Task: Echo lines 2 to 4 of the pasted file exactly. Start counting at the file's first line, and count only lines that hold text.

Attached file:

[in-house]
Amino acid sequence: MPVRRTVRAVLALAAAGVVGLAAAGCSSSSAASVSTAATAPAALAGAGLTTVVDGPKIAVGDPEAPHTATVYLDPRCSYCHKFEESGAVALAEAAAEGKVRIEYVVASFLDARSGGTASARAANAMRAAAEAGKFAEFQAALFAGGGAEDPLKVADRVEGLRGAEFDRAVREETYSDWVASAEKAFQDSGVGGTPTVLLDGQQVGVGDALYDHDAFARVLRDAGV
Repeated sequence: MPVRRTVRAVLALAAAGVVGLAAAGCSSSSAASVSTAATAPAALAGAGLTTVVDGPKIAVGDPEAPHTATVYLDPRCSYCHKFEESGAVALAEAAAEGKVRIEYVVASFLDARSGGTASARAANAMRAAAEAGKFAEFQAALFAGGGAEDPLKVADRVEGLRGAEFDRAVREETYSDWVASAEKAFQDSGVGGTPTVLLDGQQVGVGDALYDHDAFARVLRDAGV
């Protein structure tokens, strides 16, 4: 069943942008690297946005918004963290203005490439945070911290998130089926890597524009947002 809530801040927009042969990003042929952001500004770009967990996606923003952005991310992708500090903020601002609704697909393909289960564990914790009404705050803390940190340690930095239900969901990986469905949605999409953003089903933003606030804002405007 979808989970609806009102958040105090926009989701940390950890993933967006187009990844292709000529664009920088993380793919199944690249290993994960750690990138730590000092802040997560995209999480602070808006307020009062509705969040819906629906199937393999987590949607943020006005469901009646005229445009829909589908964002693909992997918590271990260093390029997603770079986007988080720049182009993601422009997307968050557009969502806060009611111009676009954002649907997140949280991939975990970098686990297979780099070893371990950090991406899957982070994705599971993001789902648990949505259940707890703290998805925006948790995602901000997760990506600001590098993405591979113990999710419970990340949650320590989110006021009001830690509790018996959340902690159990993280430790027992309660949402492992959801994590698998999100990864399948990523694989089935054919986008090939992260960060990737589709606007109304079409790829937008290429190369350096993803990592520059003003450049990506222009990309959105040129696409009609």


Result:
Amino acid sequence: MPVRRTVRAVLALAAAGVVGLAAAGCSSSSAASVSTAATAPAALAGAGLTTVVDGPKIAVGDPEAPHTATVYLDPRCSYCHKFEESGAVALAEAAAEGKVRIEYVVASFLDARSGGTASARAANAMRAAAEAGKFAEFQAALFAGGGAEDPLKVADRVEGLRGAEFDRAVREETYSDWVASAEKAFQDSGVGGTPTVLLDGQQVGVGDALYDHDAFARVLRDAGV
Repeated sequence: MPVRRTVRAVLALAAAGVVGLAAAGCSSSSAASVSTAATAPAALAGAGLTTVVDGPKIAVGDPEAPHTATVYLDPRCSYCHKFEESGAVALAEAAAEGKVRIEYVVASFLDARSGGTASARAANAMRAAAEAGKFAEFQAALFAGGGAEDPLKVADRVEGLRGAEFDRAVREETYSDWVASAEKAFQDSGVGGTPTVLLDGQQVGVGDALYDHDAFARVLRDAGV
């Protein structure tokens, strides 16, 4: 069943942008690297946005918004963290203005490439945070911290998130089926890597524009947002 809530801040927009042969990003042929952001500004770009967990996606923003952005991310992708500090903020601002609704697909393909289960564990914790009404705050803390940190340690930095239900969901990986469905949605999409953003089903933003606030804002405007 979808989970609806009102958040105090926009989701940390950890993933967006187009990844292709000529664009920088993380793919199944690249290993994960750690990138730590000092802040997560995209999480602070808006307020009062509705969040819906629906199937393999987590949607943020006005469901009646005229445009829909589908964002693909992997918590271990260093390029997603770079986007988080720049182009993601422009997307968050557009969502806060009611111009676009954002649907997140949280991939975990970098686990297979780099070893371990950090991406899957982070994705599971993001789902648990949505259940707890703290998805925006948790995602901000997760990506600001590098993405591979113990999710419970990340949650320590989110006021009001830690509790018996959340902690159990993280430790027992309660949402492992959801994590698998999100990864399948990523694989089935054919986008090939992260960060990737589709606007109304079409790829937008290429190369350096993803990592520059003003450049990506222009990309959105040129696409009609």